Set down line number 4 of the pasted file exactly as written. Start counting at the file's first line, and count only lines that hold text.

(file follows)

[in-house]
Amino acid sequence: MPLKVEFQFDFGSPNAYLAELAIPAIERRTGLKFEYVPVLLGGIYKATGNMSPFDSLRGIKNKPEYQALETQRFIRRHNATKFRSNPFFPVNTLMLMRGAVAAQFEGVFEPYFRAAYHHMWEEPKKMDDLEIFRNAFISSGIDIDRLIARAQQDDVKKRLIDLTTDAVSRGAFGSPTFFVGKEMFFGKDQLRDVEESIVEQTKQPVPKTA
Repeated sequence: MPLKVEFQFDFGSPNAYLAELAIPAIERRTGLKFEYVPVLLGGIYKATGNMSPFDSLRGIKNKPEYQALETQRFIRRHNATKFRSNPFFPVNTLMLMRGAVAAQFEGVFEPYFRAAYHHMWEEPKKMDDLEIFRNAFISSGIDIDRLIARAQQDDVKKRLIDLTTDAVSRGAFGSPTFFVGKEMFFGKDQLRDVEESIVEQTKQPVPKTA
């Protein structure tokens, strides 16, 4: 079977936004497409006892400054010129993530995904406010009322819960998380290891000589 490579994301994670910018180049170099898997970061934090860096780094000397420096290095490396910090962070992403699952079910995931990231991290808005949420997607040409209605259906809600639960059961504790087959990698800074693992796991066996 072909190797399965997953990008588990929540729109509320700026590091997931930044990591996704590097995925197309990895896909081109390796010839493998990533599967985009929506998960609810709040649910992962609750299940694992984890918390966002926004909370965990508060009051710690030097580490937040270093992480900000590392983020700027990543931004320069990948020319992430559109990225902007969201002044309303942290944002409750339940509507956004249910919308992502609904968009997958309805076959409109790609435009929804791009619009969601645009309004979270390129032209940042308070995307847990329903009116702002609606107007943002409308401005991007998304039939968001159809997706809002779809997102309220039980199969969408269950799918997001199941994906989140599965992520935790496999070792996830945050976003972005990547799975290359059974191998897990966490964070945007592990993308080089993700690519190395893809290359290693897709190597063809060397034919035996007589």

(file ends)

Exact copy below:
């Protein structure tokens, strides 16, 4: 079977936004497409006892400054010129993530995904406010009322819960998380290891000589 490579994301994670910018180049170099898997970061934090860096780094000397420096290095490396910090962070992403699952079910995931990231991290808005949420997607040409209605259906809600639960059961504790087959990698800074693992796991066996 072909190797399965997953990008588990929540729109509320700026590091997931930044990591996704590097995925197309990895896909081109390796010839493998990533599967985009929506998960609810709040649910992962609750299940694992984890918390966002926004909370965990508060009051710690030097580490937040270093992480900000590392983020700027990543931004320069990948020319992430559109990225902007969201002044309303942290944002409750339940509507956004249910919308992502609904968009997958309805076959409109790609435009929804791009619009969601645009309004979270390129032209940042308070995307847990329903009116702002609606107007943002409308401005991007998304039939968001159809997706809002779809997102309220039980199969969408269950799918997001199941994906989140599965992520935790496999070792996830945050976003972005990547799975290359059974191998897990966490964070945007592990993308080089993700690519190395893809290359290693897709190597063809060397034919035996007589």